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Strong's Amer. Framings as a way to mitigate polarization?

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Do you employ "non polarizing framing" in your work?
Do you believe it helps in the political realm?
?100%? [ 1 ]
Do you have some reccommendations for others?
?0%? [ 0 ]
Total Votes : 1

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npeden



Joined: 06 Jul 2004
Posts: 7
Location: Monterey, CA

PostPosted: Tue Jul 06, 2004 9:34 am?? ?Post subject: Strong's Amer. Framings as a way to mitigate polarization? Reply with quote

Hi All

I think this is the area where these interests might fit.

I am curious what others think/feel about a recent article from Strong of the metaphor project, suggesting that there is an American framing that can help "end" or "soften" polarization. This is from her email:

(This article is) "...published in the Quaker Eco-Bulletin. Although it was written for a Quaker audience, I feel it has even wider application as a compact, up-to-date sample primer on American framing for all kinds of progressives and liberals, because the values and issues with framing discussed in it are widely shared among us all."

I am curious who among us has done either nlp or something like the metaphor project training or resources, and how much it may or may not have helped your practice. If you would like the Strong's article on "eco-friendly persuasion" I will be glad to email it to you or post a url here if Susan Strong sends me one.

I think I will try to create a poll question just to try it out.

Many thanks for your views.
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Nancy Peden, M.A.
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Michael Briand



Joined: 30 Jun 2004
Posts: 17
Location: Denver, Colorado

PostPosted: Wed Jul 21, 2004 9:32 pm?? ?Post subject: Reply with quote

Any strategy, method, or tool that can reduce polarization in the current political environment is worth learning about. I wonder whether anyone familiar with the approach Strong describes has read Mark Gerzon's A House Divided: Six Belief Systems Struggling for America's Soul. The book offers some important insights (though, in my view, probably not enough) into the nature and depth of the divisions that characterize U.S. society today. I'm curious how this approach would be used with the folks Gerzon describes.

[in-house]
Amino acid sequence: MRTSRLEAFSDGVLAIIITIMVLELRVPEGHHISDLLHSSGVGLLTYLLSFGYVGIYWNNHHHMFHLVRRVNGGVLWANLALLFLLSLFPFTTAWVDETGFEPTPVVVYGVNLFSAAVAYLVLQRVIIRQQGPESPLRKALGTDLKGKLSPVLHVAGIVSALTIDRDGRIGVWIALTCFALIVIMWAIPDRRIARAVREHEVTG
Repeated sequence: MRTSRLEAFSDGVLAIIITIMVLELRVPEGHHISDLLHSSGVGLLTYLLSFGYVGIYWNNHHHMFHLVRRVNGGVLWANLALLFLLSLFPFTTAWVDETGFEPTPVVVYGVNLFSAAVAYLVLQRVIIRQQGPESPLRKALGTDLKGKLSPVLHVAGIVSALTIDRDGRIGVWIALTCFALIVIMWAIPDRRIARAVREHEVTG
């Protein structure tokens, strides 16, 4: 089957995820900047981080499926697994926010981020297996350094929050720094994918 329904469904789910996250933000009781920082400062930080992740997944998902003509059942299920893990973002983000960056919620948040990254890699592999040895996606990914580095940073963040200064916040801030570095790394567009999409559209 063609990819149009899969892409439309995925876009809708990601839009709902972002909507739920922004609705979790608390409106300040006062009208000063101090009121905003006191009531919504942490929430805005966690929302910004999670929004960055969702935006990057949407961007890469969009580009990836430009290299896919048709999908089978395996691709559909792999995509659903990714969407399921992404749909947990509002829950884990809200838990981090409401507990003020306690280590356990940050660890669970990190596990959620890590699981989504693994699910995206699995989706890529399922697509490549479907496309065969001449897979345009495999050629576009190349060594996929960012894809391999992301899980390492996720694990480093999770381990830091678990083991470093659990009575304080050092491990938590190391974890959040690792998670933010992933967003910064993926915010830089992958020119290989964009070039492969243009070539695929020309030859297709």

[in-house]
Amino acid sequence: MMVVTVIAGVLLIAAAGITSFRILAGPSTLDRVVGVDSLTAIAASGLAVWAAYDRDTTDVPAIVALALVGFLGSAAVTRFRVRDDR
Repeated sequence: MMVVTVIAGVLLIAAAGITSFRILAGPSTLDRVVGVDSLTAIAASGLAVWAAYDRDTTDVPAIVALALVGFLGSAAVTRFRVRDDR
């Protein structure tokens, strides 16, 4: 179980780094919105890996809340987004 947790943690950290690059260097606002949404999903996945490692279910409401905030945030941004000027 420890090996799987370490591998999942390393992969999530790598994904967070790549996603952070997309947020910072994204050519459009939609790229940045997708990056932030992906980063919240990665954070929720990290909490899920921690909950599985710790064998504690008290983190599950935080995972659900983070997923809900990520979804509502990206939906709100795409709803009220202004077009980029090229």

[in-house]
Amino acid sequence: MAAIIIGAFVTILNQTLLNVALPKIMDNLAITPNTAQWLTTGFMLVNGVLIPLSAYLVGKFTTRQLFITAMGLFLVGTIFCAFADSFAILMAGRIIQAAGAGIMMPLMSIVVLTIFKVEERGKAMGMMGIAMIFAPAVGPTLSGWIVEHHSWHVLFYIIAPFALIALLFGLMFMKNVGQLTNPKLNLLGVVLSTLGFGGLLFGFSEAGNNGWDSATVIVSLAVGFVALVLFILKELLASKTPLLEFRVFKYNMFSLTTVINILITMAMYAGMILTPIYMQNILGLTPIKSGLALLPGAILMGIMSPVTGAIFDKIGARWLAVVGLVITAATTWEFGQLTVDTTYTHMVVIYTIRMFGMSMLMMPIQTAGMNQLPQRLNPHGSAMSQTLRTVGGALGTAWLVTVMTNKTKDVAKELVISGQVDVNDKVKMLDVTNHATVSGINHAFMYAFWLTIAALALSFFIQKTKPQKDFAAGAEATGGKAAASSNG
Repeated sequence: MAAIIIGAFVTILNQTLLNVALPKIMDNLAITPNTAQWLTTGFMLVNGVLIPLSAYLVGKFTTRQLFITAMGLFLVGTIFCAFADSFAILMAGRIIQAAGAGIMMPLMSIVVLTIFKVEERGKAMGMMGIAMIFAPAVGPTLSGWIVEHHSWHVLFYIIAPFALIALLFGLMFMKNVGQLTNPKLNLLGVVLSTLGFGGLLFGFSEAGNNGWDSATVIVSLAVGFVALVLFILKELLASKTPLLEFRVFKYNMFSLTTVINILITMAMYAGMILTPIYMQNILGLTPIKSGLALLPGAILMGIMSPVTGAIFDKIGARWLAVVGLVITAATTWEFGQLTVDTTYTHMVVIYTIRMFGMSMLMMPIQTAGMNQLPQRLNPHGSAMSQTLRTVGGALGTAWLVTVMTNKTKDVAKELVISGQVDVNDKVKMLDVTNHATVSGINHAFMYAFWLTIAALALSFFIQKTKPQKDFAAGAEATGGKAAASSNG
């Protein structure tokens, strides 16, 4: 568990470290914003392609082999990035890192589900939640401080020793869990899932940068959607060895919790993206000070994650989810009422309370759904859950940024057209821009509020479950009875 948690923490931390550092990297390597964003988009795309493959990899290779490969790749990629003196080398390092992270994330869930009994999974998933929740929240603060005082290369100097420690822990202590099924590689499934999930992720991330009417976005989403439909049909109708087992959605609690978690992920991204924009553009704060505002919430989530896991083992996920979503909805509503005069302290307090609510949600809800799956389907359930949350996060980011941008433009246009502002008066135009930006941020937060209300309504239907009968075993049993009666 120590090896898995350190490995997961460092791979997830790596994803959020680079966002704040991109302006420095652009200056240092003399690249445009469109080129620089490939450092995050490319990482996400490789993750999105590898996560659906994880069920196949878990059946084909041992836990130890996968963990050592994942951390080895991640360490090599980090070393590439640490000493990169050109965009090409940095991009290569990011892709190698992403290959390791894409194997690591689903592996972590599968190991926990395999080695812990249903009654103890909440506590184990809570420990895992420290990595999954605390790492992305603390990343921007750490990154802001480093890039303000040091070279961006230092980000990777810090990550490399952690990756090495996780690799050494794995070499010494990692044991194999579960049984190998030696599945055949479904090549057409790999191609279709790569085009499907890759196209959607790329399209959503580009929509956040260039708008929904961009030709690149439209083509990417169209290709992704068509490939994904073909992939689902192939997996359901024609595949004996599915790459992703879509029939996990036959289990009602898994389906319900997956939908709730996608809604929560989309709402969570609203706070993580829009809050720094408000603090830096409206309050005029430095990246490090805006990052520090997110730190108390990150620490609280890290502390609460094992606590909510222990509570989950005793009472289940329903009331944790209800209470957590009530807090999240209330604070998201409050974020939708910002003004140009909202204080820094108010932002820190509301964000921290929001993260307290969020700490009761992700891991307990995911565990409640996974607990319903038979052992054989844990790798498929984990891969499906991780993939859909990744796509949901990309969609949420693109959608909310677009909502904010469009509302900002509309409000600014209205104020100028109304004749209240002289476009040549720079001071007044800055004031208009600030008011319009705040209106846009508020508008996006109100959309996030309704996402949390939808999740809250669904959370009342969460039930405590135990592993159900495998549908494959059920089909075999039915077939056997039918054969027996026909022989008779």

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npeden



Joined: 06 Jul 2004
Posts: 7
Location: Monterey, CA

PostPosted: Thu Jul 22, 2004 12:20 pm?? ?Post subject: Gerzon Reply with quote

Michael

Thanks for alerting me to Gerzon's work. I looked up the book on amazon and it looks very good and that it actually may attend to something I have long felt strongly about: locating one self in a conversation by identifying ones prefered "paradigm."

This I believe, can, by taking a stand and revealing one's beliefs and assumptions, and allowing others to reveal theirs, we may actually become more open to change as we continue in conversation.

I suspect that might be what occurs if one reads this book: to locate oneself ad nauseum almost and perhaps begin to recognize ones uniqueness and non categorizable-ness (!), where & how one is a unique being.

Really it is writers and thinkers who encourage us to categorize especially in media. What I think Gerzon may be doing is a kind of paradoxical practice (which I love) and that is by over-categorizing, we become more able to break out of categorizing, experiencing a gestalt of a new way of seeing & being.

I wonder if we all accepted our differences (ie our uniqueness) and the uniqueness of others. would we need a system like Strong's? Could we accept language differences and appreciate them?

Maybe Gerzon attacks the problem at a more "root" level...I am interested. My library doesn't have it but I will look more.

Thanks!
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Nancy Peden, M.A.
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Michael Briand



Joined: 30 Jun 2004
Posts: 17
Location: Denver, Colorado

PostPosted: Thu Jul 22, 2004 12:40 pm?? ?Post subject: Reply with quote

Yes, Nancy, I think there is something counter-intuitive, at least on the surface, about Gerzon's deliberate "over-categorization." But he's trained as a therapist, so there's a "method to his madness." The method involves what Buber would call "confirmation," or validation, of the other person's humanness. In my view, this is particularly important in America today because, as the late Christopher Lasch argued, ours is a society in which people's identities have become increasingly insecure. The "culture of narcissism" is not one in which people love themselves excessively, but rather one in which they have become preoccupied with meeting their basic (Maslovian) need for a psychologically secure identity (too often through ineffective strategies).

Gerzon tries to show that in each belief-system he describes there are things that all Americans value. Recognizing and openly acknowledging these helps people who subscribe to a different belief system to secure their identities. As a result, they begin to let down their defenses and become more open to dialogue and all it makes possible.

This is easier theorized than practiced, of course. But I think the theory is sufficiently sound that it warrants determined efforts to test it. My curiosity about Strong's approach stems from my sense that great skill will be required to achieve the mutual confirmation that in theory is fairly straightforward.
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